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Home > Fathers of the Church > Letters (St. Basil of Caesarea) > Letter 229

Letter 229

ST. BASIL OF CAESAREA

To the clergy of Nicopolis.

I am sure that a work done by one or two pious men is not done without the cooperation of the Holy Spirit. For when nothing merely human is put before us, when holy men are moved to action with no thought of their own personal gratification, and with the sole object of pleasing God, it is plain that it is the Lord Who is directing their hearts. When spiritually-minded men take the lead in counsel, and the Lord's people follow them with consentient hearts, there can be no doubt that their decisions are arrived at with the participation of our Lord Jesus Christ, Who poured out His blood for the Churches' sake. You are therefore right in supposing that our very God-beloved brother and fellow minister Pœmenius, who arrived among you at an opportune moment, and discovered this means of consoling you, has been divinely moved. I not only praise his discovery of the right course to take; I much admire the firmness with which, without allowing any delay to intervene, so as to slacken the energy of the petitioners, or to give the opposite party an opportunity of taking precautions, and to set in motion the counterplots of secret foes, he at once crowned his happy course with a successful conclusion. The Lord of His special grace keep him and his, so that the Church, as becomes her, may remain in a succession in no way degenerate, and not give place to the evil one, who now, if ever, is vexed at the firm establishment of the Churches.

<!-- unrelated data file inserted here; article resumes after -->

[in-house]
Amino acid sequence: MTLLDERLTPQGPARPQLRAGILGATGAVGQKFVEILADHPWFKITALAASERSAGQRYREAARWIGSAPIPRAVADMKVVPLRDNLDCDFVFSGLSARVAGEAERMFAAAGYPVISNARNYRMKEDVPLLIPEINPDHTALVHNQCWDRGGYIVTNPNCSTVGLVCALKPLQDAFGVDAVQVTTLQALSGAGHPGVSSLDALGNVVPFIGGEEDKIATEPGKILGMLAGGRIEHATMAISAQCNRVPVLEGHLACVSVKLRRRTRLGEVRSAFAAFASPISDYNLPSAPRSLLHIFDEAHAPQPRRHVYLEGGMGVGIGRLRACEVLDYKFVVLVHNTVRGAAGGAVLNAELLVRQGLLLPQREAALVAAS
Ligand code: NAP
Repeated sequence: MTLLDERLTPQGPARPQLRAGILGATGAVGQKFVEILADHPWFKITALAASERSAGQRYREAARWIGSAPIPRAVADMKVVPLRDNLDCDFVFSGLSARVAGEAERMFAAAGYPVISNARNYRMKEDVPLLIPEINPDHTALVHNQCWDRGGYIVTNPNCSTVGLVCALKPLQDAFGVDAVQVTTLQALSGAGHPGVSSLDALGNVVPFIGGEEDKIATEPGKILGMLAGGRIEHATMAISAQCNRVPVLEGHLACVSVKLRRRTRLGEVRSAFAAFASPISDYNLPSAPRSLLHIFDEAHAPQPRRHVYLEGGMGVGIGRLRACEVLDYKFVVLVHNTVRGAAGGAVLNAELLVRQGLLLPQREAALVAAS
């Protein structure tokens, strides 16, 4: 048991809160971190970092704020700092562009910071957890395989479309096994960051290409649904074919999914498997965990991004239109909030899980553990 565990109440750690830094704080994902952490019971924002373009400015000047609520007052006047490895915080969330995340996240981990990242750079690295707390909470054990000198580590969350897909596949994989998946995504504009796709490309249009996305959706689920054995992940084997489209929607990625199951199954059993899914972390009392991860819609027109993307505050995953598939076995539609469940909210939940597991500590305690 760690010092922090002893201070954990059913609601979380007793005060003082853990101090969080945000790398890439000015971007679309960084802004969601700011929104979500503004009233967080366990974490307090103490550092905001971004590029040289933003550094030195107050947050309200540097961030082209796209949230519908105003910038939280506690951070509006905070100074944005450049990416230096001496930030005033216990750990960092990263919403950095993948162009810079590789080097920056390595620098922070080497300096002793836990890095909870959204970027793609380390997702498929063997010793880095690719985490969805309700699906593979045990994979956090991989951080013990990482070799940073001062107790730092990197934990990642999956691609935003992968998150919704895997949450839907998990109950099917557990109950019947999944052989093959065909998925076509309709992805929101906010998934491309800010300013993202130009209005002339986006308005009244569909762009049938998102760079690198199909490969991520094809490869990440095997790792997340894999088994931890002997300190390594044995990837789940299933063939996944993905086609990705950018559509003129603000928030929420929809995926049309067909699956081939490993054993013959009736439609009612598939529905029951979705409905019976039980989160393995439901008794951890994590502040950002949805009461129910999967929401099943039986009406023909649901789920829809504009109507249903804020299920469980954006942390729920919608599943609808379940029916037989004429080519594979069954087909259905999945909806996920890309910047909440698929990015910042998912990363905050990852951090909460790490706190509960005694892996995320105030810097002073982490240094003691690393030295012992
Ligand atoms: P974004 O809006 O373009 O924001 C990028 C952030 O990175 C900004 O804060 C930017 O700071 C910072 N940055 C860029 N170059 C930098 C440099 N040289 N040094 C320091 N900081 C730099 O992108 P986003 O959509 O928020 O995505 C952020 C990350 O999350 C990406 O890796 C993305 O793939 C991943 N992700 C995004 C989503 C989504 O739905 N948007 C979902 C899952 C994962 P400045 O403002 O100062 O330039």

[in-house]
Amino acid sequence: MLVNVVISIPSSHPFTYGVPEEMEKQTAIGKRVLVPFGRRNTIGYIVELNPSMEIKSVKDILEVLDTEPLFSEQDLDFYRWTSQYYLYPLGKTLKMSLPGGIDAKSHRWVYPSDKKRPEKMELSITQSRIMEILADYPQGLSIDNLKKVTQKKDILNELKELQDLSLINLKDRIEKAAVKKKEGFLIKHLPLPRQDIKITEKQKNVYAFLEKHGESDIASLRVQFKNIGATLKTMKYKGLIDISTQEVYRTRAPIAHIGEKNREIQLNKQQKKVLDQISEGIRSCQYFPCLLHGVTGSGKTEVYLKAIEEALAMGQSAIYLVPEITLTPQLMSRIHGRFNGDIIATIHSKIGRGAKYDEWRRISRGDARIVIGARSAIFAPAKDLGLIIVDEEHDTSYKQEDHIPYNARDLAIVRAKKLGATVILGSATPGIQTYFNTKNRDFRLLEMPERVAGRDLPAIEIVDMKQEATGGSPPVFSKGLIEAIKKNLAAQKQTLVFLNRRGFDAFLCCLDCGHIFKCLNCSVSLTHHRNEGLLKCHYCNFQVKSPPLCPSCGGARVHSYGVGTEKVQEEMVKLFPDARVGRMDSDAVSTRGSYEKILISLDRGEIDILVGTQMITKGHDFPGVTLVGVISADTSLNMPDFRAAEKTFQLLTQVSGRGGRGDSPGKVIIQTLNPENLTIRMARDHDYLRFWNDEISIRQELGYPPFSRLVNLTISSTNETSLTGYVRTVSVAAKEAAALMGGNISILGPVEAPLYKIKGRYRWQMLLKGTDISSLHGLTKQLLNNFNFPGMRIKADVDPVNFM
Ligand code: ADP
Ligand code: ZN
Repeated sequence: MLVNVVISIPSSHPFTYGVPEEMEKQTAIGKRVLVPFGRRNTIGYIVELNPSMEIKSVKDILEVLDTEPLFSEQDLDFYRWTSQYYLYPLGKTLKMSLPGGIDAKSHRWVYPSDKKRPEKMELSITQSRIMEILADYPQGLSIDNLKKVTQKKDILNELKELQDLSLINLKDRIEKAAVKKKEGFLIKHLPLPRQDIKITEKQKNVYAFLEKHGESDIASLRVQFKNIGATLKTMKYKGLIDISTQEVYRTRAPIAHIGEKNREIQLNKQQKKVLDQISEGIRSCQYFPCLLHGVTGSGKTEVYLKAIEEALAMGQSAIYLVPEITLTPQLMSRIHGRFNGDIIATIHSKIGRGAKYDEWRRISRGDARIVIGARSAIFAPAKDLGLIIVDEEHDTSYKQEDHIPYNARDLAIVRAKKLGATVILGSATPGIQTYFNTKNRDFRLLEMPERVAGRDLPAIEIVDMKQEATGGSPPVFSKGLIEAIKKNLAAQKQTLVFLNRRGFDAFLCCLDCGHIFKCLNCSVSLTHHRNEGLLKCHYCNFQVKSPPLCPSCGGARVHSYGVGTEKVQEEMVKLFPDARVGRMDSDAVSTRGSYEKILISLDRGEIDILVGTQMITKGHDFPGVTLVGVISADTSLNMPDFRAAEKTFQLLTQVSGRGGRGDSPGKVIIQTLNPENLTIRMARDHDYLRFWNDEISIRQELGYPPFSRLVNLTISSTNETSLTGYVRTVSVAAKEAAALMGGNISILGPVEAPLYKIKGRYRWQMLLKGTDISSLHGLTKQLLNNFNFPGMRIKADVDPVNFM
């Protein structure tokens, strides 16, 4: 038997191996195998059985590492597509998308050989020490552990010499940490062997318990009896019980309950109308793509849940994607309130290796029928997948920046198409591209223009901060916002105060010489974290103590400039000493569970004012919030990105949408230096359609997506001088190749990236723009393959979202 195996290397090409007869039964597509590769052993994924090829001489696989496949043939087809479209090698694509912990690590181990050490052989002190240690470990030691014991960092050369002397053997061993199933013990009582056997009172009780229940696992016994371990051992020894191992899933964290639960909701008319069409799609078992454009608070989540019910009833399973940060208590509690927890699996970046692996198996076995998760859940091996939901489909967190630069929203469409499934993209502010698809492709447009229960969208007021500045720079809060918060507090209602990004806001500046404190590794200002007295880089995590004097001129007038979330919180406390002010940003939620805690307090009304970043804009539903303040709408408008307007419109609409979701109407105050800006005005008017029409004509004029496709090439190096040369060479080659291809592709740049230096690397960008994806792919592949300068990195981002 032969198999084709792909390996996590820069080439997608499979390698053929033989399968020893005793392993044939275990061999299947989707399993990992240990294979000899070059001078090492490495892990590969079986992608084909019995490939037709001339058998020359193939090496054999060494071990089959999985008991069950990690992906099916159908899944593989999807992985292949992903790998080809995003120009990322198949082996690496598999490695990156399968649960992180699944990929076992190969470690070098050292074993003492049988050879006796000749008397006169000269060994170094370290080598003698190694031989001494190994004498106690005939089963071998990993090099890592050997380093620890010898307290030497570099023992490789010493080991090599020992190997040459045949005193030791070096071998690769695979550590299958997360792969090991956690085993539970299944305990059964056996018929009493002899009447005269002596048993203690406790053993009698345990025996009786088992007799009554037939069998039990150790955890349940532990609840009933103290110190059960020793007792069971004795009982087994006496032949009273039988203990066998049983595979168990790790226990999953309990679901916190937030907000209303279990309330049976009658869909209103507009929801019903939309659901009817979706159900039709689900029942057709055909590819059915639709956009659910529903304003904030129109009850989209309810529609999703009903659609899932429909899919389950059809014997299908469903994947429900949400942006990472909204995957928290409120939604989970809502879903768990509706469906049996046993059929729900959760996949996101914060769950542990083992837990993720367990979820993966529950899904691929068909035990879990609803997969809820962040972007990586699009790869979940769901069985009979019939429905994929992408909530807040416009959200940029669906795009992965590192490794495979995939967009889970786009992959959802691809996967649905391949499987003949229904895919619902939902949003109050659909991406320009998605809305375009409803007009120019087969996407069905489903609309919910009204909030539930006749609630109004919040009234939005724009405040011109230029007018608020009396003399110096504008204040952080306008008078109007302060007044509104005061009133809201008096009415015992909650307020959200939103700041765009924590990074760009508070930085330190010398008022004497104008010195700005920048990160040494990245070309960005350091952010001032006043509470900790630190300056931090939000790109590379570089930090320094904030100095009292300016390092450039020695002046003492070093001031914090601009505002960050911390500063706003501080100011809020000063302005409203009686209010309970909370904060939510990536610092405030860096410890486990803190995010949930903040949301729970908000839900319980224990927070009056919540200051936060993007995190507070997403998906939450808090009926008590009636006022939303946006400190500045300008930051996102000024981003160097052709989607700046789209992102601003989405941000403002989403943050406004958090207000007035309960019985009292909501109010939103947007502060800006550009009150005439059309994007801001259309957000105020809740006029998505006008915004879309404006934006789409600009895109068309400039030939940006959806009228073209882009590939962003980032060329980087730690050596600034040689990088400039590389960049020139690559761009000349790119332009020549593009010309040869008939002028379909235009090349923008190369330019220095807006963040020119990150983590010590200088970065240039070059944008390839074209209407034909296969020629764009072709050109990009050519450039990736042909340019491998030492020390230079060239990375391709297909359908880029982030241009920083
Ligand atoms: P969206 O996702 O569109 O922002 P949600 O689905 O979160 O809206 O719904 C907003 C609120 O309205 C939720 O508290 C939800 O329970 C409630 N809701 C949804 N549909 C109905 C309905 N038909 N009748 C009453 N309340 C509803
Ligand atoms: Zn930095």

2. I have also written at length to exhort our brethren at Colonia. You, moreover, are bound rather to put up with their frame of mind than to increase their irritation, as though you despised them for their insignificance, or provoked them to a quarrel by your contempt. It is only natural for disputants to act without due counsel, and to manage their own affairs ill with the object of vexing their opponents. And no one is so small as not to be now able to give an occasion, to those who want an occasion, for great troubles. I do not speak at random. I speak from my own experience of my own troubles. From these may God keep you in answer to your prayers. Pray also for me, that I may have a successful journey, and, on my arrival, may share your joy in your present pastor, and with you may find consolation at the departure of our common father.

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Source. Translated by Blomfield Jackson. From Nicene and Post-Nicene Fathers, Second Series, Vol. 8. Edited by Philip Schaff and Henry Wace. (Buffalo, NY: Christian Literature Publishing Co., 1895.) Revised and edited for New Advent by Kevin Knight. <http://www.newadvent.org/fathers/3202229.htm>.

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